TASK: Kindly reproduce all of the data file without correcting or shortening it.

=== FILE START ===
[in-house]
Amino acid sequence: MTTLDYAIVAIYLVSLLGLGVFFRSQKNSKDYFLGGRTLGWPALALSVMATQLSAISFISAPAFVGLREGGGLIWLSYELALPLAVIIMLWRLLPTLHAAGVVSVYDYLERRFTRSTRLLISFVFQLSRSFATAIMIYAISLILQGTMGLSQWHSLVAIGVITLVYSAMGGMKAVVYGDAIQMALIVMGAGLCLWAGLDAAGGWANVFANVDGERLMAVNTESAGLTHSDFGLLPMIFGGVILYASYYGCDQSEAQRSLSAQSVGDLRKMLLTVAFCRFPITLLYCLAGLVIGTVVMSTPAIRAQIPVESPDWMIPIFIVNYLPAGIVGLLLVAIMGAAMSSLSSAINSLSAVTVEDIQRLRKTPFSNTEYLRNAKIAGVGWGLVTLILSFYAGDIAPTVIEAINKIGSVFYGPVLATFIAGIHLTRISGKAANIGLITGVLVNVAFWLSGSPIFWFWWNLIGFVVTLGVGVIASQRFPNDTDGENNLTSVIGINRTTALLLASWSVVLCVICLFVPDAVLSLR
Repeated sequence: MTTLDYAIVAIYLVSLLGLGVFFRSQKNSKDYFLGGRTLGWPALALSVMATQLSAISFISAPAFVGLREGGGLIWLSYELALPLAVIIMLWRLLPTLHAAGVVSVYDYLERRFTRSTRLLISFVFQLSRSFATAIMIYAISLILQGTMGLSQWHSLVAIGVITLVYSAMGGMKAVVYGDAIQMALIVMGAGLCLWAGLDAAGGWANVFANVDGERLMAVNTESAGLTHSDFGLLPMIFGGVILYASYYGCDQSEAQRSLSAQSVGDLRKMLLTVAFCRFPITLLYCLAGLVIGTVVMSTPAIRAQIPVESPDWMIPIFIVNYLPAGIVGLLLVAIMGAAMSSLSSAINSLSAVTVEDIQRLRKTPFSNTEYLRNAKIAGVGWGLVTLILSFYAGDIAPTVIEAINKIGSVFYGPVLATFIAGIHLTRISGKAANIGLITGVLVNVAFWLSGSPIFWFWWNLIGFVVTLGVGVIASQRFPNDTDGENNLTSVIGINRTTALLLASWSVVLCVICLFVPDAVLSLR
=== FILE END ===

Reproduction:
[in-house]
Amino acid sequence: MTTLDYAIVAIYLVSLLGLGVFFRSQKNSKDYFLGGRTLGWPALALSVMATQLSAISFISAPAFVGLREGGGLIWLSYELALPLAVIIMLWRLLPTLHAAGVVSVYDYLERRFTRSTRLLISFVFQLSRSFATAIMIYAISLILQGTMGLSQWHSLVAIGVITLVYSAMGGMKAVVYGDAIQMALIVMGAGLCLWAGLDAAGGWANVFANVDGERLMAVNTESAGLTHSDFGLLPMIFGGVILYASYYGCDQSEAQRSLSAQSVGDLRKMLLTVAFCRFPITLLYCLAGLVIGTVVMSTPAIRAQIPVESPDWMIPIFIVNYLPAGIVGLLLVAIMGAAMSSLSSAINSLSAVTVEDIQRLRKTPFSNTEYLRNAKIAGVGWGLVTLILSFYAGDIAPTVIEAINKIGSVFYGPVLATFIAGIHLTRISGKAANIGLITGVLVNVAFWLSGSPIFWFWWNLIGFVVTLGVGVIASQRFPNDTDGENNLTSVIGINRTTALLLASWSVVLCVICLFVPDAVLSLR
Repeated sequence: MTTLDYAIVAIYLVSLLGLGVFFRSQKNSKDYFLGGRTLGWPALALSVMATQLSAISFISAPAFVGLREGGGLIWLSYELALPLAVIIMLWRLLPTLHAAGVVSVYDYLERRFTRSTRLLISFVFQLSRSFATAIMIYAISLILQGTMGLSQWHSLVAIGVITLVYSAMGGMKAVVYGDAIQMALIVMGAGLCLWAGLDAAGGWANVFANVDGERLMAVNTESAGLTHSDFGLLPMIFGGVILYASYYGCDQSEAQRSLSAQSVGDLRKMLLTVAFCRFPITLLYCLAGLVIGTVVMSTPAIRAQIPVESPDWMIPIFIVNYLPAGIVGLLLVAIMGAAMSSLSSAINSLSAVTVEDIQRLRKTPFSNTEYLRNAKIAGVGWGLVTLILSFYAGDIAPTVIEAINKIGSVFYGPVLATFIAGIHLTRISGKAANIGLITGVLVNVAFWLSGSPIFWFWWNLIGFVVTLGVGVIASQRFPNDTDGENNLTSVIGINRTTALLLASWSVVLCVICLFVPDAVLSLR